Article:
In search of salmon |

In search of salmon

The Union photo/John Hart
John R. Hart | The Union

The salmon fishing season opened in the Sacramento Valley July 16. We always hope for a good opener but mid-July has better prospects for saltwater anglers than river fishermen.

The valley rivers see two main salmon runs, the spring and fall. The spring run historically arrives during the snowmelt and, before the dams were built, spent their summers in the deep water holes in the high country, spawning in the fall.

The fall run begins to arrive in the summer and also spawns during the fall in the valley stretches of the rivers.

A mid-July opener lands in between the two runs. There have been years with good water conditions that have featured good numbers of fish in the areas open to fishing but 2014 is not one of these.

There were boats on the water at dawn at many of the traditional spots on both the Sacramento and Feather Rivers but most anglers were disappointed. The spring run fish had already passed up to the closed zones at the top of the rivers.

The open areas are traveling zones where anglers are targeting fish heading toward the spawning grounds.

There were some salmon caught on the opener. At the Afterbay Hole on the Feather, there were plenty of anglers and a few fish were landed. One boat was on the water at 4 a.m. to occupy the prime location in the hole and was rewarded for their efforts.

Local businessman Gerald Bond trolled both sides of the island down river from the hole and picked up two nice fish. He had better luck on the east side.

On the Sacramento River. most boats did not pick up anything. I heard of one guide boat scoring seven salmon working the top of the open zone from Red Bluff down to Los Molinos opening day.

2014 is a good year for salmon. There are good numbers of “springers” at the top of the Feather River close to the hatchery. The Sacramento River above Red Bluff is also holding good numbers of salmon. It is the traveling areas between the saltwater and the upper rivers that are slow at the moment.

Some of the factors that influence the fishing are water temps, flows and time of the month. Salmon have a decided preference for water temps in the 50s, the temps they grow up in off the coast.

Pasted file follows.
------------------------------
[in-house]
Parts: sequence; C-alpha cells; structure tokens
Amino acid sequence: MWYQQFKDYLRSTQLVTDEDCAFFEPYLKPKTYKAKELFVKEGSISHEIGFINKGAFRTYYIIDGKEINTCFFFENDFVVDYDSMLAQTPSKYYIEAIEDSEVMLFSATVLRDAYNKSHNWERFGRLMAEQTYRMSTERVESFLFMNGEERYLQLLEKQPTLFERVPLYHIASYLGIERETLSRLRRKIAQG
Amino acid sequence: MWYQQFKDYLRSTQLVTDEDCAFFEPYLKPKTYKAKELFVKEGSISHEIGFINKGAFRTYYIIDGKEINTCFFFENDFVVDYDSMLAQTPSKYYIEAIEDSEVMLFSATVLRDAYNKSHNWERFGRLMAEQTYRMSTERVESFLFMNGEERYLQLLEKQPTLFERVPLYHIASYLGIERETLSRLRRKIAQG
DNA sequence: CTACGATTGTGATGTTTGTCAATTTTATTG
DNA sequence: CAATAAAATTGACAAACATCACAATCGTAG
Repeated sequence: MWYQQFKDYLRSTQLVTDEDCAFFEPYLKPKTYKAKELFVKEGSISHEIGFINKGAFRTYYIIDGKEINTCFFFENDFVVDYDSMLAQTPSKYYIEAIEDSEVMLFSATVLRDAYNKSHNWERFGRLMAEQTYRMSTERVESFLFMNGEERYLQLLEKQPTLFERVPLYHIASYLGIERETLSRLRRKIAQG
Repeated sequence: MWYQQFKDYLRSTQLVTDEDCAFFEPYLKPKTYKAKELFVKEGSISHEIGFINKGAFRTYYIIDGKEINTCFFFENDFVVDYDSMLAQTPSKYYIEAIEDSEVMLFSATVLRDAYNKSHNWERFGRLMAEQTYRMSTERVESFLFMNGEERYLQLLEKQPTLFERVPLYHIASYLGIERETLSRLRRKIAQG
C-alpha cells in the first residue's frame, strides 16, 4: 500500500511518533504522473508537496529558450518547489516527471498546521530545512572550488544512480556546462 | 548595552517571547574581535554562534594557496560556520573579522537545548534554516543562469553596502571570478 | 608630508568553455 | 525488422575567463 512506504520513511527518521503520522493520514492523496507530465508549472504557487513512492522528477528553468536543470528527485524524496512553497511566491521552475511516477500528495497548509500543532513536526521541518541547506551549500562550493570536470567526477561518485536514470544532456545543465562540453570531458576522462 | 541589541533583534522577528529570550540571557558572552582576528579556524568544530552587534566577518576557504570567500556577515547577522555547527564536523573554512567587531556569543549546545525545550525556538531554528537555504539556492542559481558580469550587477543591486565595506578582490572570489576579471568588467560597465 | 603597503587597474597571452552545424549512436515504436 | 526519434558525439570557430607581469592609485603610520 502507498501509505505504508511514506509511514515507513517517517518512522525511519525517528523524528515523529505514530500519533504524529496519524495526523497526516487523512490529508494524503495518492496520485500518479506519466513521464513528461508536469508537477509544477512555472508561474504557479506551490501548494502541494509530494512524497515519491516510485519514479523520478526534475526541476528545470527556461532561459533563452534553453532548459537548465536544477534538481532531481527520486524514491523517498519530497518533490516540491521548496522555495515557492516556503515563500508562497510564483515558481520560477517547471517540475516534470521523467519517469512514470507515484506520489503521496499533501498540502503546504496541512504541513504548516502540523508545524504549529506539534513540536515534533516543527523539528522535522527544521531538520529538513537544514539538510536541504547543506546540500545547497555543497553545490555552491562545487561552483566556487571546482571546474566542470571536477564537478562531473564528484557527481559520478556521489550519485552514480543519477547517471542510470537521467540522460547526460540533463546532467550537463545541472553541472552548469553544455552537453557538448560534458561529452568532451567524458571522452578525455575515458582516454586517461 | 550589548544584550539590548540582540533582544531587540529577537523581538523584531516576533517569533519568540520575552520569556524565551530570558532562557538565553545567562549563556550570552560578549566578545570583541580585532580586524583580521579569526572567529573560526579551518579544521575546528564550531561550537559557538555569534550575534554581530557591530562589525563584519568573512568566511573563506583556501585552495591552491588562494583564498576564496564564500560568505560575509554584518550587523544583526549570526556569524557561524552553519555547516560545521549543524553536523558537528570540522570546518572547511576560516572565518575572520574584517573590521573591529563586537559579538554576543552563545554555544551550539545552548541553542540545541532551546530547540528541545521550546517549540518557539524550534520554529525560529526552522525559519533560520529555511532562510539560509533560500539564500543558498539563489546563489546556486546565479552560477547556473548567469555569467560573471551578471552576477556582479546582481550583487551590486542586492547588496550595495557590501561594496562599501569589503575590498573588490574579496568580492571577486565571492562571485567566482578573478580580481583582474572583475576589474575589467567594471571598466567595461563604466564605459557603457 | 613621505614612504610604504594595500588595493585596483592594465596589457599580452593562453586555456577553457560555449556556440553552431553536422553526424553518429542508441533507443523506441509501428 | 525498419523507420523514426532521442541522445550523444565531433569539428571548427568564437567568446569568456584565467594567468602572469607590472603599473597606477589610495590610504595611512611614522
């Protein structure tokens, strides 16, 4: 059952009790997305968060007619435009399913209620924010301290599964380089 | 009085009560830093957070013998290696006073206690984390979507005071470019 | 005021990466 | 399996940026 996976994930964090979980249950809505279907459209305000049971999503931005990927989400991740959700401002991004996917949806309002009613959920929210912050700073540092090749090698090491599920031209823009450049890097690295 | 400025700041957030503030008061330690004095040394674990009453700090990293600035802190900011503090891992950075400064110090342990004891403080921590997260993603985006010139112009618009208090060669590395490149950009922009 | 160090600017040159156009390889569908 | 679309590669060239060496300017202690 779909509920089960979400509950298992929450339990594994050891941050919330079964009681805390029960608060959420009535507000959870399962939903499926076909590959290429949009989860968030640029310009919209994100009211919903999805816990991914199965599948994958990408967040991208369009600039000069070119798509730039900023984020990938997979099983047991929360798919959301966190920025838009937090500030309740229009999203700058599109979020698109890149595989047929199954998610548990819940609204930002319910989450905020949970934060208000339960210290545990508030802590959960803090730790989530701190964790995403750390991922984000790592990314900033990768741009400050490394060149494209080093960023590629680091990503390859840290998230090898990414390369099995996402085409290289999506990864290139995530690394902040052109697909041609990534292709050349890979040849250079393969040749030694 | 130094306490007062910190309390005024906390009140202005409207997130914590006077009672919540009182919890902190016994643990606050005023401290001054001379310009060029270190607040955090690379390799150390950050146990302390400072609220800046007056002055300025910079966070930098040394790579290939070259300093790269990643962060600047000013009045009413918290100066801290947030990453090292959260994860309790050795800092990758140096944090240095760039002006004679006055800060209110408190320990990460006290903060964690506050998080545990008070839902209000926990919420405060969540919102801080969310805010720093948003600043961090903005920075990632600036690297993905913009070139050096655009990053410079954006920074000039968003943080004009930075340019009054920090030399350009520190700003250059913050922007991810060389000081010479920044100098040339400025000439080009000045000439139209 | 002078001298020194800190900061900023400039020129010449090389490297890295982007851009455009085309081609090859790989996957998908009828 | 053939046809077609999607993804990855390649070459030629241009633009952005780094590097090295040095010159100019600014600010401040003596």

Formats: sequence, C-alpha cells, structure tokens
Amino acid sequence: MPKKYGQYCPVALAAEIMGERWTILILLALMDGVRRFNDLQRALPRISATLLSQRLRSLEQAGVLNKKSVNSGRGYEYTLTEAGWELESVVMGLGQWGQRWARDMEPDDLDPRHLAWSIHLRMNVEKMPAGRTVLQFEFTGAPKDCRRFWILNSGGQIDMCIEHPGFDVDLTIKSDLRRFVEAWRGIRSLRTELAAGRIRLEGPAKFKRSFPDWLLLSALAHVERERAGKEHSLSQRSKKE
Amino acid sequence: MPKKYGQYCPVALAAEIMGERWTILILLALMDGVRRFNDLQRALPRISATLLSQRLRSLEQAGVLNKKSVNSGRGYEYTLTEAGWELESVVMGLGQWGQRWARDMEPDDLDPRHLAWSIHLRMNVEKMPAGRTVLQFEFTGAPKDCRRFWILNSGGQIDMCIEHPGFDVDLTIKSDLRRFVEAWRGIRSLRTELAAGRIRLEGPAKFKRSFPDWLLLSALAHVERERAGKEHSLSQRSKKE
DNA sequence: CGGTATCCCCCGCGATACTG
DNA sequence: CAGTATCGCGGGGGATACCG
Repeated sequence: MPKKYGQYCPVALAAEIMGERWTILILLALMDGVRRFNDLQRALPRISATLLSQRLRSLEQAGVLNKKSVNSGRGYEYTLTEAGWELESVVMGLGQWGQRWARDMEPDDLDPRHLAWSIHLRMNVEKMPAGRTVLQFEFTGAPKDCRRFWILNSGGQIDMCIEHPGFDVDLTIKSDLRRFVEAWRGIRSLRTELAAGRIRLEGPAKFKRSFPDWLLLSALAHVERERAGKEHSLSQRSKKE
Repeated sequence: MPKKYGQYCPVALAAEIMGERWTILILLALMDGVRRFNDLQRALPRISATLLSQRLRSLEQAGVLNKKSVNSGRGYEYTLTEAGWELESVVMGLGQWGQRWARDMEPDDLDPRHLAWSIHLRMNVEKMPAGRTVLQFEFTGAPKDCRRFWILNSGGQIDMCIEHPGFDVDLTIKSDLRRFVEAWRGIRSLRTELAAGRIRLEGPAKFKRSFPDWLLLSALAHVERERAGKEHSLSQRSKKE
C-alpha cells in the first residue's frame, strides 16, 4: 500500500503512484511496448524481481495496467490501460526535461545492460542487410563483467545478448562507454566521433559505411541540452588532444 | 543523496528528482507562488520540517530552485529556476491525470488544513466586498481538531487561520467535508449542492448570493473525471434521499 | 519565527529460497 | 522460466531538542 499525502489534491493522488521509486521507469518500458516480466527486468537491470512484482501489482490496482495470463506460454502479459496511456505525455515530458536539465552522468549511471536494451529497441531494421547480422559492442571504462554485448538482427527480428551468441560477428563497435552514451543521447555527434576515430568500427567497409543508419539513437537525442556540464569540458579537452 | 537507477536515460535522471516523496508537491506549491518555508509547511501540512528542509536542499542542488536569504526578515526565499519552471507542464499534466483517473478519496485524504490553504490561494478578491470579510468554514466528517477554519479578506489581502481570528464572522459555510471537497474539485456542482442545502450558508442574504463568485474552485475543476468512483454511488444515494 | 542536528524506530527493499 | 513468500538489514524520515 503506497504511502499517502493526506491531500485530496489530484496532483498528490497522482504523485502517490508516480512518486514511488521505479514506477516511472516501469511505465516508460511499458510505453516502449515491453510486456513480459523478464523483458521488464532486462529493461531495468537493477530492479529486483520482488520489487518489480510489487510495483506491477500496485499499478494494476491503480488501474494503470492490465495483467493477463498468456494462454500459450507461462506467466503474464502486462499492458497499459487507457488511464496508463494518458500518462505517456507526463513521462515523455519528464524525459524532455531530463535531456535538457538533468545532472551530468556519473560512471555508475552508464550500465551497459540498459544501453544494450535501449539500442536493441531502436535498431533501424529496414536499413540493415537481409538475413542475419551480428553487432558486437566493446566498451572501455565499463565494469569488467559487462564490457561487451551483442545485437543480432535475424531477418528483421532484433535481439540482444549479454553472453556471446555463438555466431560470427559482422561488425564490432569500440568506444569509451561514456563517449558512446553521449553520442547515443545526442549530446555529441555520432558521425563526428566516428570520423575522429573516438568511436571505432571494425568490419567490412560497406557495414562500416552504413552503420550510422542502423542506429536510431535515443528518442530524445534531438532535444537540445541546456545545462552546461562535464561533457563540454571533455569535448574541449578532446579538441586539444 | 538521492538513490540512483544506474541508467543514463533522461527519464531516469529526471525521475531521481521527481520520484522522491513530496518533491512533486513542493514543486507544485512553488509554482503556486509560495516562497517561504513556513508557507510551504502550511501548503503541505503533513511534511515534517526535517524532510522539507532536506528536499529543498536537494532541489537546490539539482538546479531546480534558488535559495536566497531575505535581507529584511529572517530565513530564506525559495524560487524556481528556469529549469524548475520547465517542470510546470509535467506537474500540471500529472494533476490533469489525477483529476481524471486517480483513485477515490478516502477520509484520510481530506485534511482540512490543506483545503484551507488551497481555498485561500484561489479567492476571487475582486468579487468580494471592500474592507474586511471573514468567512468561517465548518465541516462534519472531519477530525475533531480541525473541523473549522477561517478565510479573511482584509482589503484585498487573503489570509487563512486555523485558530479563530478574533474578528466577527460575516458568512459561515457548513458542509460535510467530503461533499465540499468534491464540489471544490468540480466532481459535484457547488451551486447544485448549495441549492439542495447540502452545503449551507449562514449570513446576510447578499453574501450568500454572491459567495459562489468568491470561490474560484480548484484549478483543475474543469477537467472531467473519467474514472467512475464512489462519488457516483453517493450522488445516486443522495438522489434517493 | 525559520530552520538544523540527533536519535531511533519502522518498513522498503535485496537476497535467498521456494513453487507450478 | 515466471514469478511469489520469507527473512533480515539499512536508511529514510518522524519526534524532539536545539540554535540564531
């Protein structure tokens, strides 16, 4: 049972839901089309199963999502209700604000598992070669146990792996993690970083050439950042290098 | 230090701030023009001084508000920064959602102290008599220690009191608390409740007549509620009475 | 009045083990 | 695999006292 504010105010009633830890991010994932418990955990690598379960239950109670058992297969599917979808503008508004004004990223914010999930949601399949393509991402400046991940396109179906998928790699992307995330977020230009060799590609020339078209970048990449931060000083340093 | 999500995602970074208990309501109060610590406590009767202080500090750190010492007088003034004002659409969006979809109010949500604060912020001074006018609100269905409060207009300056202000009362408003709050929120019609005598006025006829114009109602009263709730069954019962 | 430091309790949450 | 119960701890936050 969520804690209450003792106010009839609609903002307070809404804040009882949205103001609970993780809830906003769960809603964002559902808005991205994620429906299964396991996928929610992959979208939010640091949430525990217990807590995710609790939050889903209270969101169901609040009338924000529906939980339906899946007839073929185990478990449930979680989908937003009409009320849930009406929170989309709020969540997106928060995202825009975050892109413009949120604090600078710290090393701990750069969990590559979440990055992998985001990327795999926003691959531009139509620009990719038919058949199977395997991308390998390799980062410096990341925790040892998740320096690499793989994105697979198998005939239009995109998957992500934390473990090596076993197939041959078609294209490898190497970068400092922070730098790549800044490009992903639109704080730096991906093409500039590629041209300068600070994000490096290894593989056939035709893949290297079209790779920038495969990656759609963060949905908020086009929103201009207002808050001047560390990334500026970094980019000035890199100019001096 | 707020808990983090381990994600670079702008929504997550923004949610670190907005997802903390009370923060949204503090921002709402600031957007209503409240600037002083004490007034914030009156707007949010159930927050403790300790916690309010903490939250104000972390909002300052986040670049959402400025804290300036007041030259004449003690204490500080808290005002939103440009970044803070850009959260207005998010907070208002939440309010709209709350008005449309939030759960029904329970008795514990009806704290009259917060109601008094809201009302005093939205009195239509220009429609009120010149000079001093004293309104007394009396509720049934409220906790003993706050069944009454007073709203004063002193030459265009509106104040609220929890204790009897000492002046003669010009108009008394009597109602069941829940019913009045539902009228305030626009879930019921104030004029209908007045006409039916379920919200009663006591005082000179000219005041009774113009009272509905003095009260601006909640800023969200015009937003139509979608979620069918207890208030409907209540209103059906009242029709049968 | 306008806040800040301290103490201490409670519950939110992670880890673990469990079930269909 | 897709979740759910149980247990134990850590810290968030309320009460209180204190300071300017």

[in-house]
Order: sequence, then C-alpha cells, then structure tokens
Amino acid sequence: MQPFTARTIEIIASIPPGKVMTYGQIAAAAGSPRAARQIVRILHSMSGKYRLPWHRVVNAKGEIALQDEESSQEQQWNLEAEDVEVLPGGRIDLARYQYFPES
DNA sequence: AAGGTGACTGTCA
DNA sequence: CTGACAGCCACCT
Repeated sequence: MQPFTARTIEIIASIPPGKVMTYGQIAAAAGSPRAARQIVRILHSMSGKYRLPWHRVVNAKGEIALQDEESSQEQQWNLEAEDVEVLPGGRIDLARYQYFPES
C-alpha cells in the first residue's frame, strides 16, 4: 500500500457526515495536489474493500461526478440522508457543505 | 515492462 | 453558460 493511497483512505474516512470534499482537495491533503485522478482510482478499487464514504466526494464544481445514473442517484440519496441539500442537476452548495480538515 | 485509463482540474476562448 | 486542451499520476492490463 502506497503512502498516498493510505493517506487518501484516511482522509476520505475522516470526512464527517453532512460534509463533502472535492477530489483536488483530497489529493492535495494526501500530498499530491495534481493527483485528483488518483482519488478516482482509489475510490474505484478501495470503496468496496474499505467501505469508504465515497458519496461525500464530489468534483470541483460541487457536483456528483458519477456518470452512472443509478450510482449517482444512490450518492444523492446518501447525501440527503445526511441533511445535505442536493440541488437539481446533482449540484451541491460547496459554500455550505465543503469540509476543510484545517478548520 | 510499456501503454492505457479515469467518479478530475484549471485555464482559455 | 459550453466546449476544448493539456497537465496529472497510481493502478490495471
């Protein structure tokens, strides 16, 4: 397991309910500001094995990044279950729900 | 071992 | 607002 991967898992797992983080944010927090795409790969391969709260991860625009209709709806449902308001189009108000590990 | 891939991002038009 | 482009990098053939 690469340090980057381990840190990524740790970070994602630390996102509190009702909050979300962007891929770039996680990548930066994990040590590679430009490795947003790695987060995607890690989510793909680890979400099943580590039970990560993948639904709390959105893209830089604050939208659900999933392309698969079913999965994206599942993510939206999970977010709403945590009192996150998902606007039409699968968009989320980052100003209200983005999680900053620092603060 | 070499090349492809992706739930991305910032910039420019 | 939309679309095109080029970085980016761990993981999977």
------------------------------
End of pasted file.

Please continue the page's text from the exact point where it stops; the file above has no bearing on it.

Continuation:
When the urge to spawn hits, they enter the river and move up river through warm water quickly until they hit cool water. The lower rivers can be in the high 70s this time of year.

The upper rivers coming from the bottom of dams feature water often in the ideal mid-50s.

At Red Bluff, the daily water temps swing between 60 and 65 degrees currently. Farther up river at Balls Ferry the daily temps range from 55 to 58 degrees. The river above Red Bluff opens to salmon fishing Aug. 1st.

River flows on the valley rivers are more of a factor for boating than preventing fish movement. It is a greater factor on the Klamath/Trinity system than the Sacramento. Last year the low warm water on the lower Klamath kept most of the salmon in the saltwater an extra month.

When the conditions finally improved, the fish moved in one major run.

The time of the month has a major effect on the salmon movement. The largest schools of salmon come into the fresh water on the high tides associated with full moons and new moons.

On the coastal rivers. the highest and lowest tides of the month are often necessary to break open the sand bars at the river mouths to allow fish access to the rivers. This is not the case for the valley rivers but the main schools of salmon still move through the San Francisco Bay on the biggest tidal swings.

The new moon for July is Saturday. The full moon for August is the 10th and in September it is on the 9th. Five to 10 days after the full moon, the fish will arrive in the valley below us. If you have to plan in advance for a fishing trip, these are the prime times to go.

The best summer fishing as always is in the saltwater. There is an annual progression of the salmon schools down the coast in the summer. In late spring and early summer, the salmon fishing is best off Eureka and the farthest north ports.

By late June, many of these fish move south and by July and August they are found off Fort Bragg, Bodega Bay and the Golden Gate.

In the last 10 days, the fishing has picked up for all of these waters. In the ocean the sea conditions are a big factor.

Typically in April, May and June, the winds are strong and the seas are high keeping the fishing boats from going out for salmon. July, August and September are the prime months.

Besides more fish in the area at this time, having consistent calm seas allows boats to go to where the fishing was good the previous day to resume the hunt.

Intermittent good conditions require beginning the search each day with lower chances of finding good fish.

Fort Bragg is a nice drive from here and the salmon feeding grounds are close to shore. If the seas are calm, it is a good bet for private boaters.

Bodega Bay, aka “Blow-dega Bay,” also has close-in fishing and the drive skirts the top of the bay area rather than traveling into the heart of the Bay Area.

It has been referred to as “Salmon Central” for the month of July. The Bay Area ports have a longer commute to reach the salmon fishing grounds, but if the weather is bad, they have the option of fishing inside the bay. All have their pros and cons.

But if you want to catch prime table fare salmon, the coast has turned on in the past 10 days and the time is now through September. Good luck!

Denis Peirce writes a fishing column for The Union’s Outdoors section and is host of “The KNCO Fishing & Outdoor Report,” which airs 6-7 p.m. Fridays and 5-6 a.m. Saturdays on 830-AM radio. Contact him via his website at

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